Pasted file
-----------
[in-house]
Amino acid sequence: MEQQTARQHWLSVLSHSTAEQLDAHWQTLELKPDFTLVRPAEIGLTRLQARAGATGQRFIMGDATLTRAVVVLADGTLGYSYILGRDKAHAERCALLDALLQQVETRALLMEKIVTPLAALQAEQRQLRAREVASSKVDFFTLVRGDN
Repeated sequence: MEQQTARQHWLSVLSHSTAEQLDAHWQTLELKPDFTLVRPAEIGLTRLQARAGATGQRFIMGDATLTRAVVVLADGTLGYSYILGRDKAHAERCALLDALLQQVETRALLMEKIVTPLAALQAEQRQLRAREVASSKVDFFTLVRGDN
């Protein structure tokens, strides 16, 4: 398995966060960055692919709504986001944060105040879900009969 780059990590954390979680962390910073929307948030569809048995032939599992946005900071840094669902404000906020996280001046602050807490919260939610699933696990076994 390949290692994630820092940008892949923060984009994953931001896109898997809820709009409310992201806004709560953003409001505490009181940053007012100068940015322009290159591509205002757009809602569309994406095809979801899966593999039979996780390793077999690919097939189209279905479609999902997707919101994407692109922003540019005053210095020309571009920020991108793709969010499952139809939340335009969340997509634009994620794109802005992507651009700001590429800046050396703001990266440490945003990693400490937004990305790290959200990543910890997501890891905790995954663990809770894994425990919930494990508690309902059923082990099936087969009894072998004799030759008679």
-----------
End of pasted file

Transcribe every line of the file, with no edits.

[in-house]
Amino acid sequence: MEQQTARQHWLSVLSHSTAEQLDAHWQTLELKPDFTLVRPAEIGLTRLQARAGATGQRFIMGDATLTRAVVVLADGTLGYSYILGRDKAHAERCALLDALLQQVETRALLMEKIVTPLAALQAEQRQLRAREVASSKVDFFTLVRGDN
Repeated sequence: MEQQTARQHWLSVLSHSTAEQLDAHWQTLELKPDFTLVRPAEIGLTRLQARAGATGQRFIMGDATLTRAVVVLADGTLGYSYILGRDKAHAERCALLDALLQQVETRALLMEKIVTPLAALQAEQRQLRAREVASSKVDFFTLVRGDN
């Protein structure tokens, strides 16, 4: 398995966060960055692919709504986001944060105040879900009969 780059990590954390979680962390910073929307948030569809048995032939599992946005900071840094669902404000906020996280001046602050807490919260939610699933696990076994 390949290692994630820092940008892949923060984009994953931001896109898997809820709009409310992201806004709560953003409001505490009181940053007012100068940015322009290159591509205002757009809602569309994406095809979801899966593999039979996780390793077999690919097939189209279905479609999902997707919101994407692109922003540019005053210095020309571009920020991108793709969010499952139809939340335009969340997509634009994620794109802005992507651009700001590429800046050396703001990266440490945003990693400490937004990305790290959200990543910890997501890891905790995954663990809770894994425990919930494990508690309902059923082990099936087969009894072998004799030759008679």